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The purpose of this investigation is to determine the effect varying temperatures have on the rate of reaction of magnesium (Mg) reacting with hydrochloric acid (HCl).

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Investigation 6.2 Factors Affecting Rate Purpose: The purpose of this investigation is to determine the effect varying temperatures have on the rate of reaction of magnesium (Mg) reacting with hydrochloric acid (HCl). Hypothesis: If the temperature of the hydrochloric acid (HCI) is increased then the rate of reaction with magnesium (Mg) will also increase because according to the collision theory, molecules must collide to react and increasing the temperature increases the motion of molecules thus increasing the collision per second. Therefore the greater the number of collisions per second the greater the rate of reaction. Since the collisions occurring depend on the kinetic energy of the colliding particles and temperature is a an average of kinetic energy of the particles and increasing the temperature will increase the average kinetic energy of the particles, thus there be a greater number of collisions per second and a greater rate of reaction (Brown et all, 2008). Variables: Independent Variables: * The temperature of the Hydrochloric acid solution (HCl) o The varying temperatures of the Hydrochloric acid (HCl) (at 1M) will be 20�C, 30�C, 40�C, 50�C and 60�C. A thermometer will be used to measure the temperature of the hydrochloric acid solution (HCl). A water bath will be used to obtain the desired temperature of hydrochloric acid (HCl) Dependent Variables: * Rate of Reaction between Magnesium strip (Mg) and Hydrochloric acid solution (HCl) o The rate of reaction will be calculated by dividing the moles of Magnesium (Mg) (calculated by getting mass of magnesium strip and converting it into moles) ...read more.


18. Turn off the water bath. 19. Take the 50�5mL beaker containing 40mL hydrochloric acid out of the water bath (NOTE: If beaker is too hot use the beaker tongs to take out the beaker). 20. Pour the hydrochloric acid down the drain with water. 21. Rinse the beaker with tap water and dry using paper towel. 22. Repeat steps 6-21 for 2 more trials of the 20�C condition of hydrochloric acid solution. 23. Repeat steps 6-22 for 30�C condition of hydrochloric acid solution. 24. Repeat steps 6-22 for 40�C condition of hydrochloric acid solution. 25. Repeat steps 6-22 for 50�C condition of hydrochloric acid solution. 26. Repeat steps 6-22 for 60�C condition of hydrochloric acid solution. 27. Clean all materials and dispose any remaining magnesium ribbon, and pour any remaining hydrochloric acid down the drain with water. Observations: Table 1: Qualitative Properties of HCI solution and Magnesium strip before, during and After Reaction Magnesium Strip (Mg) HCI solution (HCI) Before * Shiny * Malleable * Solid * Grey colour * Smooth Surface * Odorless * Clear * Liquid During * Smokey * Fizzes * Bubbles produced After * Was completely reacted away * Clear * Liquid Table 2: Varying Temperatures of HCI, Mass of Mg strip and Time taken for reaction of Mg and HCI to complete Trial Target Temperature of HCI (�C) Actual Temperature of HCI (�0.5�C) Mass of Mg (�0.01g) Time taken for reaction to complete (�1s) 1 10 10.5 0.02 16 2 25 3 20 1 15 15.5 0.02 15 2 13 3 15 1 30 29.5 0.02 14 2 12 3 ...read more.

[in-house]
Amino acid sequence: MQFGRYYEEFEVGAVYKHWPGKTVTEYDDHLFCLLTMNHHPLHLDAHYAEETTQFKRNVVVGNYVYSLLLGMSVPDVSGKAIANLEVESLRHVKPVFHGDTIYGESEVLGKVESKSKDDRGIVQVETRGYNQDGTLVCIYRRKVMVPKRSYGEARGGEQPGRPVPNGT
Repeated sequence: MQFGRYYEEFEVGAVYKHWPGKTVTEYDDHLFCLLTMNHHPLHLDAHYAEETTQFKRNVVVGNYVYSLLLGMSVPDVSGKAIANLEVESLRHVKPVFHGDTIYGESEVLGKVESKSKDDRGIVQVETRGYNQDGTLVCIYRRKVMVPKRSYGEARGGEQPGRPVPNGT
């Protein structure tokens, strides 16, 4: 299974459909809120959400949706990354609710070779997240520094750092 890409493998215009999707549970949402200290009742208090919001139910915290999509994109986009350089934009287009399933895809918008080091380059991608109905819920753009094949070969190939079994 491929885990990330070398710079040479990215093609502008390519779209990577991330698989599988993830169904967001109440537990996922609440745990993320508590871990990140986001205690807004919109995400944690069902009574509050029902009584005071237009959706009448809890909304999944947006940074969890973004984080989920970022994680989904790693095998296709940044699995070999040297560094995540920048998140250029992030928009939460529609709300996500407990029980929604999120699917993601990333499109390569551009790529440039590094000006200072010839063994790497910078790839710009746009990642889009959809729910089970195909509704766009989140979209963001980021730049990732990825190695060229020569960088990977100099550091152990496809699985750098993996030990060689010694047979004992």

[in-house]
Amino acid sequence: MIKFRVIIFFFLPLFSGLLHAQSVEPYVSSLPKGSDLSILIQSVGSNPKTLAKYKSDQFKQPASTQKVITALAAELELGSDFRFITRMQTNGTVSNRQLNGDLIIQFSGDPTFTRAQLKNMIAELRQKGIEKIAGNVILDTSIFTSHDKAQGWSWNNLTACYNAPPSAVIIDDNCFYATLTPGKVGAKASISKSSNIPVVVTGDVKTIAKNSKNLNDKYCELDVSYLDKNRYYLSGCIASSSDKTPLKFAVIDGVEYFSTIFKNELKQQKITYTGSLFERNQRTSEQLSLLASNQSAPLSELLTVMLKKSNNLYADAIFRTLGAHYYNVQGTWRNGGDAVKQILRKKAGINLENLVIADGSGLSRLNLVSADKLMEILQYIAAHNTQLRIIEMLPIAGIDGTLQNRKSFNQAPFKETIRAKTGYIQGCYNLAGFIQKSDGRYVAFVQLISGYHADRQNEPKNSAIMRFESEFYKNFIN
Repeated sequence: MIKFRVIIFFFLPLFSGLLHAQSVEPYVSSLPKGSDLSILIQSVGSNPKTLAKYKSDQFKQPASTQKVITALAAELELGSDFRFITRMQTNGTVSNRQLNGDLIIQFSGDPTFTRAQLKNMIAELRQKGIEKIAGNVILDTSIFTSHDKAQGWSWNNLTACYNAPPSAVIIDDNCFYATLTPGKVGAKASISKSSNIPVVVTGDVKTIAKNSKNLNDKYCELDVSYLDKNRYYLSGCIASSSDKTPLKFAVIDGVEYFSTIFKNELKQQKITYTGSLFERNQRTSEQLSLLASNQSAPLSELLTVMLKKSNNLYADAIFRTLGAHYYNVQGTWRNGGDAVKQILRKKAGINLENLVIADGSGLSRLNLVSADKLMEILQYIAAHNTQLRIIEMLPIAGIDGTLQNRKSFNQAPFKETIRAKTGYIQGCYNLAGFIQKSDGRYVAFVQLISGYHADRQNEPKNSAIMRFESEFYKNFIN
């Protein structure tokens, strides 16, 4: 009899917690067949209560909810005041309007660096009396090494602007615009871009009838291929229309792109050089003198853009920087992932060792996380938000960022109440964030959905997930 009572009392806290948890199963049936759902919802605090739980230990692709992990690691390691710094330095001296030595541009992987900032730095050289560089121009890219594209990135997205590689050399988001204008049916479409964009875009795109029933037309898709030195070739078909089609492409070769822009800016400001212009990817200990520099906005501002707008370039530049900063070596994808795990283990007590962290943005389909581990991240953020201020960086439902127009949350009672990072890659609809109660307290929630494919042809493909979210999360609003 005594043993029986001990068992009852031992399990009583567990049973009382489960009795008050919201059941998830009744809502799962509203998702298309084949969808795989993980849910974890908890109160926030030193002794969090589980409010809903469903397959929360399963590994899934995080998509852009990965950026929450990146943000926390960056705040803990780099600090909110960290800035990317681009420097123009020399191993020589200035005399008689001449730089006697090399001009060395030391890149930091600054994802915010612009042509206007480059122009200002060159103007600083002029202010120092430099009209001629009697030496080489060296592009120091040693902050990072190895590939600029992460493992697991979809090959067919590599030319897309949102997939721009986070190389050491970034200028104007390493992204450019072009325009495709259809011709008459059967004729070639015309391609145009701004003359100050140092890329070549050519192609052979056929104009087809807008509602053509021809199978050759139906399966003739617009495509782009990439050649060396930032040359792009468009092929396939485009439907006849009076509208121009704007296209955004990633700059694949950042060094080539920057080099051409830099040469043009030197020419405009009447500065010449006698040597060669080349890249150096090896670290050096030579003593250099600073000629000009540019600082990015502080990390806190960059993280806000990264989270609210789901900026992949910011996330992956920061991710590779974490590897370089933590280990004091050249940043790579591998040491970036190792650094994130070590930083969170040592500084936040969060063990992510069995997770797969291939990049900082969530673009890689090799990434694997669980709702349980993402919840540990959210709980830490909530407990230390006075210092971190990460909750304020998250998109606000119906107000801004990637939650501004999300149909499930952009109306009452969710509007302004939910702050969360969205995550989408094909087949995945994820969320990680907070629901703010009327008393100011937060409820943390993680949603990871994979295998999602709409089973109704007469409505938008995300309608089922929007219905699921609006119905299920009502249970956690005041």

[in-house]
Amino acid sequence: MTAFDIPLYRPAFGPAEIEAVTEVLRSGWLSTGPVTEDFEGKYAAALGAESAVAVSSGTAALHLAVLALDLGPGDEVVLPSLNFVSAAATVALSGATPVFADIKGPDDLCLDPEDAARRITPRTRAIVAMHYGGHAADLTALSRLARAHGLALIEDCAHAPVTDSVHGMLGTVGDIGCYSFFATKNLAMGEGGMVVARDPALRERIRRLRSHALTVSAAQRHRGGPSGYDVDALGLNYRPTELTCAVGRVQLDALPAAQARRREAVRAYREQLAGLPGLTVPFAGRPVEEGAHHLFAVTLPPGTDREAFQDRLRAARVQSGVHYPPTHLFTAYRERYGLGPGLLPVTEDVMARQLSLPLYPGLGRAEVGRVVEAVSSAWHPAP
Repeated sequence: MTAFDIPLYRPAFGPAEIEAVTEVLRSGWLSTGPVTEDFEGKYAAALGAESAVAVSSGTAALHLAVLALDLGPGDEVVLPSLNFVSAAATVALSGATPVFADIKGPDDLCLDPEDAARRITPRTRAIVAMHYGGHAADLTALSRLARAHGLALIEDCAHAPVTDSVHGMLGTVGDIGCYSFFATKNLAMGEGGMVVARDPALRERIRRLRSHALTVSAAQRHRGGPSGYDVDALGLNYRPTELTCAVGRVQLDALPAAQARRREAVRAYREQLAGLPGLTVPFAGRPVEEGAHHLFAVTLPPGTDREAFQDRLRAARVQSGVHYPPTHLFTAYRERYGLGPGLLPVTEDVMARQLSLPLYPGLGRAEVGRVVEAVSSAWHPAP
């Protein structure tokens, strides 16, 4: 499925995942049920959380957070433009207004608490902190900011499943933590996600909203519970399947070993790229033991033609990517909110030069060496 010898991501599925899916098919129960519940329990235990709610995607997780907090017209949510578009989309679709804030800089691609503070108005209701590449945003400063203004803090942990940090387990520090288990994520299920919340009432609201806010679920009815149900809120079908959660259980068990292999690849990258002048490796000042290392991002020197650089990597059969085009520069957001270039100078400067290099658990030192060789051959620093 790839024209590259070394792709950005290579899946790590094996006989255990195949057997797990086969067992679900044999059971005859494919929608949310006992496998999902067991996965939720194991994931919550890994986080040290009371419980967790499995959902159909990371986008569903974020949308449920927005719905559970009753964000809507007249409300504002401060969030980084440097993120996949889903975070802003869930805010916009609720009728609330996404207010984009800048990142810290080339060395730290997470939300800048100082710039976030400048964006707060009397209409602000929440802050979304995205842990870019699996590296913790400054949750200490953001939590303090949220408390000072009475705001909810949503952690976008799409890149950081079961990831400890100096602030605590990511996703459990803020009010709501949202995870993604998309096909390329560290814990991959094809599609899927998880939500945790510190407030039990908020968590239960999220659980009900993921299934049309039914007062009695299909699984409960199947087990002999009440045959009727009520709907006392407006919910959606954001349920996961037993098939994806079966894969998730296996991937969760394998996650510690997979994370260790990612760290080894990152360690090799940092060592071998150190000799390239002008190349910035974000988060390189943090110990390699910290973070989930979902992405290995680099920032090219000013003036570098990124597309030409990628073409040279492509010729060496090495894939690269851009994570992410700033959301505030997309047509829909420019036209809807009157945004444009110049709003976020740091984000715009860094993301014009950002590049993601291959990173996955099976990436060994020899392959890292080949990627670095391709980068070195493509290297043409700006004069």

This decreases the amount of glycerin removed from graduated cylinder. Also by having larger graduated cylinder such as a 300�2.5mL, the marble could drop more easily as the diameter of the larger graduated cylinder is bigger than the smaller 100�0.5mL graduated cylinder. Furthermore, by increasing the amount of glycerin (say to 100mL for all trials) the marble travels through can help minimize the effect of losing glycerin. Another source of error in this experiment is that the marble touches the side of the graduated cylinder while it is traveling through the glycerin in some trials. When the marble hit the sides of the graduated cylinder it would increase the time it takes to travel through the glycerin as the sides of the cylinder would cause there to be more resistance while the marble is moving through the glycerin. This causes inaccurate measurement of time. To fix this issue, a bigger graduated cylinder with a bigger diameter (such as a 300�2.5mL) so the marble does not hit the sides of the graduated cylinder. This keeps the accuracy fairly the same as uncertainty only increases by around �2.0mL from the original 100�0.05mL graduated cylinder and also allows the marble to travel through glycerin without hitting the sides of the graduated cylinder. Since the diameter of the marble was 2.8�0.05cm and the diameter of the 100�0.05mL graduated cylinder was 3.1�0.05cm (measured using 30�0.05cm ruler), there is only a small margin of gap between graduated cylinder and marble. Thus, by having a 300�2.5mL graduated cylinder with a diameter higher than 3.1cm it increases the gap between marble and sides of graduated cylinder and decreases the chances of the marble hitting the sides. ...read more.

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